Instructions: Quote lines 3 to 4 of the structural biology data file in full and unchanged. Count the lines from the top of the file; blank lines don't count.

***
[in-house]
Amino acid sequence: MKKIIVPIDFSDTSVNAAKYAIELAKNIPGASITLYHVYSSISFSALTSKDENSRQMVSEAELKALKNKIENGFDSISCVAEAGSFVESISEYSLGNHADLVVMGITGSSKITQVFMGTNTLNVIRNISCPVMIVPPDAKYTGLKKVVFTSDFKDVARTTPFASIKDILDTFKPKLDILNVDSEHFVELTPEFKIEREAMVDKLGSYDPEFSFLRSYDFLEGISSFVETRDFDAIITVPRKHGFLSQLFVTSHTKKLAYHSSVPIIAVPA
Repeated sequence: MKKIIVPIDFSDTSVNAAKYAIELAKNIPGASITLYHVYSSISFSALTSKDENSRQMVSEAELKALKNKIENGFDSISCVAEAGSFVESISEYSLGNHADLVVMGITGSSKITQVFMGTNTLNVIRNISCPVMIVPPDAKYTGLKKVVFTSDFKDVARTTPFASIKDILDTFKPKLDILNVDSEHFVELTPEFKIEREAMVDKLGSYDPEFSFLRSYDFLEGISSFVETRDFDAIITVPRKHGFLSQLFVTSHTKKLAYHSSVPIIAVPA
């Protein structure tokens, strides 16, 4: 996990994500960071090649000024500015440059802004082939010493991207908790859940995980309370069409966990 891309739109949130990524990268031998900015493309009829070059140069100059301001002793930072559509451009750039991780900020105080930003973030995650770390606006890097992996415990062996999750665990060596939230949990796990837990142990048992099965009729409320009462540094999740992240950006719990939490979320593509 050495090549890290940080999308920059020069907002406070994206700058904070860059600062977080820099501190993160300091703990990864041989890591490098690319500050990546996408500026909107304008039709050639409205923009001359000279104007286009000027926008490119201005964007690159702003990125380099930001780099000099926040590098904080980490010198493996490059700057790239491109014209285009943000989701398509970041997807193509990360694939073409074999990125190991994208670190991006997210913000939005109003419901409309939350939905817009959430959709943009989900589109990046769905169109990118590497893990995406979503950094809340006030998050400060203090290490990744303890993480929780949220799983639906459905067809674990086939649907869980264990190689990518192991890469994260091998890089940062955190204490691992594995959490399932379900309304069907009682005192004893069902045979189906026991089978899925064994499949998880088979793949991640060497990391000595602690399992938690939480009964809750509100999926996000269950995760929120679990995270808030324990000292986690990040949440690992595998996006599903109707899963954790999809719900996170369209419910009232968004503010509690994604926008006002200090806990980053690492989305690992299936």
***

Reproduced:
Repeated sequence: MKKIIVPIDFSDTSVNAAKYAIELAKNIPGASITLYHVYSSISFSALTSKDENSRQMVSEAELKALKNKIENGFDSISCVAEAGSFVESISEYSLGNHADLVVMGITGSSKITQVFMGTNTLNVIRNISCPVMIVPPDAKYTGLKKVVFTSDFKDVARTTPFASIKDILDTFKPKLDILNVDSEHFVELTPEFKIEREAMVDKLGSYDPEFSFLRSYDFLEGISSFVETRDFDAIITVPRKHGFLSQLFVTSHTKKLAYHSSVPIIAVPA
């Protein structure tokens, strides 16, 4: 996990994500960071090649000024500015440059802004082939010493991207908790859940995980309370069409966990 891309739109949130990524990268031998900015493309009829070059140069100059301001002793930072559509451009750039991780900020105080930003973030995650770390606006890097992996415990062996999750665990060596939230949990796990837990142990048992099965009729409320009462540094999740992240950006719990939490979320593509 050495090549890290940080999308920059020069907002406070994206700058904070860059600062977080820099501190993160300091703990990864041989890591490098690319500050990546996408500026909107304008039709050639409205923009001359000279104007286009000027926008490119201005964007690159702003990125380099930001780099000099926040590098904080980490010198493996490059700057790239491109014209285009943000989701398509970041997807193509990360694939073409074999990125190991994208670190991006997210913000939005109003419901409309939350939905817009959430959709943009989900589109990046769905169109990118590497893990995406979503950094809340006030998050400060203090290490990744303890993480929780949220799983639906459905067809674990086939649907869980264990190689990518192991890469994260091998890089940062955190204490691992594995959490399932379900309304069907009682005192004893069902045979189906026991089978899925064994499949998880088979793949991640060497990391000595602690399992938690939480009964809750509100999926996000269950995760929120679990995270808030324990000292986690990040949440690992595998996006599903109707899963954790999809719900996170369209419910009232968004503010509690994604926008006002200090806990980053690492989305690992299936």